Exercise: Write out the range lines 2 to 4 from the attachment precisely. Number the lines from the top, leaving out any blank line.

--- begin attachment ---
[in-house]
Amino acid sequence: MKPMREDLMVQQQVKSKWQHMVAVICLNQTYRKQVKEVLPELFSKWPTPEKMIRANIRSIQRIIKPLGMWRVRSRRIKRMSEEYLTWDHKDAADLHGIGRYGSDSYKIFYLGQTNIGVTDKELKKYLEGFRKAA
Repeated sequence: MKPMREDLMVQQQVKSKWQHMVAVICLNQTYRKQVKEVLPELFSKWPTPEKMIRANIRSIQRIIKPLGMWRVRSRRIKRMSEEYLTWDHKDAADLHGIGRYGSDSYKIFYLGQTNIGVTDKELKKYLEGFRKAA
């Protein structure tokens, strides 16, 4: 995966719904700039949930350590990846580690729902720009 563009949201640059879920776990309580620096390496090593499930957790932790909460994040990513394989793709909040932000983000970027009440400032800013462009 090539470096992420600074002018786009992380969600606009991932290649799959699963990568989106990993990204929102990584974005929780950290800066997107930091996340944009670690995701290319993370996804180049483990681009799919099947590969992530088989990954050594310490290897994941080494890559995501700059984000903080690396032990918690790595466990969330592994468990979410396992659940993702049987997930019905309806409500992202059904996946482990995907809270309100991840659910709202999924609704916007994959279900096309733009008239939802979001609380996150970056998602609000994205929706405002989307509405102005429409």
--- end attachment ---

Amino acid sequence: MKPMREDLMVQQQVKSKWQHMVAVICLNQTYRKQVKEVLPELFSKWPTPEKMIRANIRSIQRIIKPLGMWRVRSRRIKRMSEEYLTWDHKDAADLHGIGRYGSDSYKIFYLGQTNIGVTDKELKKYLEGFRKAA
Repeated sequence: MKPMREDLMVQQQVKSKWQHMVAVICLNQTYRKQVKEVLPELFSKWPTPEKMIRANIRSIQRIIKPLGMWRVRSRRIKRMSEEYLTWDHKDAADLHGIGRYGSDSYKIFYLGQTNIGVTDKELKKYLEGFRKAA
């Protein structure tokens, strides 16, 4: 995966719904700039949930350590990846580690729902720009 563009949201640059879920776990309580620096390496090593499930957790932790909460994040990513394989793709909040932000983000970027009440400032800013462009 090539470096992420600074002018786009992380969600606009991932290649799959699963990568989106990993990204929102990584974005929780950290800066997107930091996340944009670690995701290319993370996804180049483990681009799919099947590969992530088989990954050594310490290897994941080494890559995501700059984000903080690396032990918690790595466990969330592994468990979410396992659940993702049987997930019905309806409500992202059904996946482990995907809270309100991840659910709202999924609704916007994959279900096309733009008239939802979001609380996150970056998602609000994205929706405002989307509405102005429409």